A lot of world leaders have scolded the US for putting the global economy at risk amid the fiscal crisis and looming debt ceiling deadline. Here are some of the things they said:
Jim Yong Kim, head of the World Bank, was quick to appeal to guilt, voicing concerns about poor countries around the world who depend on the economic stability of the U.S. He had even more ominous words for America, saying the world is "days away from a very dangerous moment."
Big words came from Baudouin Prot, chairman of the major French bank BNP Paribas, who continued that, "The consequences of this would be absolutely disastrous."
Anshu Jain, the co-chief executive of the German Deutsche Bank, suggested that a failure to raise the debt ceiling would be near impossible to prepare for beforehand or respond to afterwards.
Prime Minister Lee Hsien Loong of Singapore spoke harshly against U.S. politicians, whose behavior he said would have negative consequences far outlasting the shutdown.
Christine Lagarde, chief of the International Monetary Fund, slammed suggestions like those of Republican Senator Rand Paul that manipulating financing and tax allocation could cover the interest on US debt if the ceiling were not raised. She echoed the concerns of other international organizations that look to America as an economic "safe haven."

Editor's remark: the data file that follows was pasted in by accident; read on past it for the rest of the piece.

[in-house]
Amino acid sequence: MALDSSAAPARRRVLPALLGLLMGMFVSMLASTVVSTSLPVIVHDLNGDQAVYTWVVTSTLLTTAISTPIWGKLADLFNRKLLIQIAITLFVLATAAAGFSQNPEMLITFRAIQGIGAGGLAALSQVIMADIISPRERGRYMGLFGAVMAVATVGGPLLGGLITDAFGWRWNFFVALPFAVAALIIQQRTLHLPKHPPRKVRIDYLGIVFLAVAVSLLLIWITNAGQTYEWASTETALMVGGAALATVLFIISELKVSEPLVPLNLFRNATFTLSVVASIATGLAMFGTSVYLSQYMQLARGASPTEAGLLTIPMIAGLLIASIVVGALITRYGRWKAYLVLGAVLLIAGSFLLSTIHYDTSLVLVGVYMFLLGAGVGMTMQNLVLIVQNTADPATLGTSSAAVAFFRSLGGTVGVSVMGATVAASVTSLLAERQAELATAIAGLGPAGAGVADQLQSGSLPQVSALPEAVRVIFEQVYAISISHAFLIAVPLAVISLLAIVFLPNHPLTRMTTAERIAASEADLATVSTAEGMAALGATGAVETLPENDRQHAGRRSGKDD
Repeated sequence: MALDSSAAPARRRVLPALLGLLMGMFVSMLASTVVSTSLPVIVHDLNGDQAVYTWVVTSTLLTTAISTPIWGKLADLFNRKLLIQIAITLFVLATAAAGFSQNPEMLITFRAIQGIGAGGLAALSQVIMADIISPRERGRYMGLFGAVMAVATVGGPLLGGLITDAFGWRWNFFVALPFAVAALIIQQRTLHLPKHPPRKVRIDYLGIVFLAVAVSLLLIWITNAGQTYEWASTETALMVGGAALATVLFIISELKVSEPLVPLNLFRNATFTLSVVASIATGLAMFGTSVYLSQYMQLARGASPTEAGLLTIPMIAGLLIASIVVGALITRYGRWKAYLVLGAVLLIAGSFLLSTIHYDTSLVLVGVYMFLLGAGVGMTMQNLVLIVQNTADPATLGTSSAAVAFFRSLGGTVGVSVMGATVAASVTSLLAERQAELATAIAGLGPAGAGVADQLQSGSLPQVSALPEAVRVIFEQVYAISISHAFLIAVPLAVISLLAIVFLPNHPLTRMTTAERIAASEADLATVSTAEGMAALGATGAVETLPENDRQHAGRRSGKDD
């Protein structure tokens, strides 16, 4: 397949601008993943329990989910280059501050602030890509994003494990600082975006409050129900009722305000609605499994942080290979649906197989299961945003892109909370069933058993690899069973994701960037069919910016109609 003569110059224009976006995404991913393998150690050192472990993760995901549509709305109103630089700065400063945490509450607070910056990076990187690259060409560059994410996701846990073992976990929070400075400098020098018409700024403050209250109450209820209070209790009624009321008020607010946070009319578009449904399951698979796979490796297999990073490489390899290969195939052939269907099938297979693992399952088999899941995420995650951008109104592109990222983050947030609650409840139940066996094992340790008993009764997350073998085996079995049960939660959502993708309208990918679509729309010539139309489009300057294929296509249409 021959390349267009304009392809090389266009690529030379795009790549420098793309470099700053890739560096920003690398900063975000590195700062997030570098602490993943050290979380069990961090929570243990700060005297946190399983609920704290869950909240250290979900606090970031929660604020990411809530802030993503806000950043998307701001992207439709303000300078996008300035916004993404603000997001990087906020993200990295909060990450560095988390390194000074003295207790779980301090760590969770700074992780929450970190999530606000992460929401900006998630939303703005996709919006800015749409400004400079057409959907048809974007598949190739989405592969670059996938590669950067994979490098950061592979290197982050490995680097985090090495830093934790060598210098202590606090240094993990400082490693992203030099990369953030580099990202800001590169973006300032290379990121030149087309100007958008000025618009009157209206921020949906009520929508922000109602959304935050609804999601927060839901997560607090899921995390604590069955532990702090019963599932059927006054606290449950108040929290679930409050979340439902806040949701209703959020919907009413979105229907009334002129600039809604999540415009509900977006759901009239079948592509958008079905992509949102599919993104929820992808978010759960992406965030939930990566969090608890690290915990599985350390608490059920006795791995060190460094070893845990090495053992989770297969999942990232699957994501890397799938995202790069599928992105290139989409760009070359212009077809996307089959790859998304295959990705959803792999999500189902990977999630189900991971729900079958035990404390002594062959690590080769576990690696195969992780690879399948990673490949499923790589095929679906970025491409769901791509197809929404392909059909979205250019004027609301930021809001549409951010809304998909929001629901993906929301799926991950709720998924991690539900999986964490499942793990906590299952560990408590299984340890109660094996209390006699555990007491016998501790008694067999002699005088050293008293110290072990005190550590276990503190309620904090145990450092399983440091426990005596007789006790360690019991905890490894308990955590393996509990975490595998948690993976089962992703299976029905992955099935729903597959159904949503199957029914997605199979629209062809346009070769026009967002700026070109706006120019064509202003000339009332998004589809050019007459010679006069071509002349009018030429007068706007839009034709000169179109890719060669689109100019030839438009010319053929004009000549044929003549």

Ewald Nowotny of the European Central Bank chastised the U.S. for focusing too much on its problems at home, saying America is more responsible for the global economy than any other country. He added that "no one knows exactly what will happen" if the crisis is not resolved before the deadline, just that it would be "dramatic."
Xinhua, the state news agency of China, aggressively attacked the U.S. in an editorial piece that mocked American leadership and called for a new reserve currency to protect the rest of the world "from the spillover of the intensifying domestic political turmoil in the United States."
Russian Finance Minister Anton Siluanov was a surprising ally to Washington as most of the world moved to criticize the government's handling of the fiscal crisis. In addition to defending the American leadership, Siluanov pressed, "No one benefits from the uncertainty. It's making a negative impact on all countries" - including the U.S.
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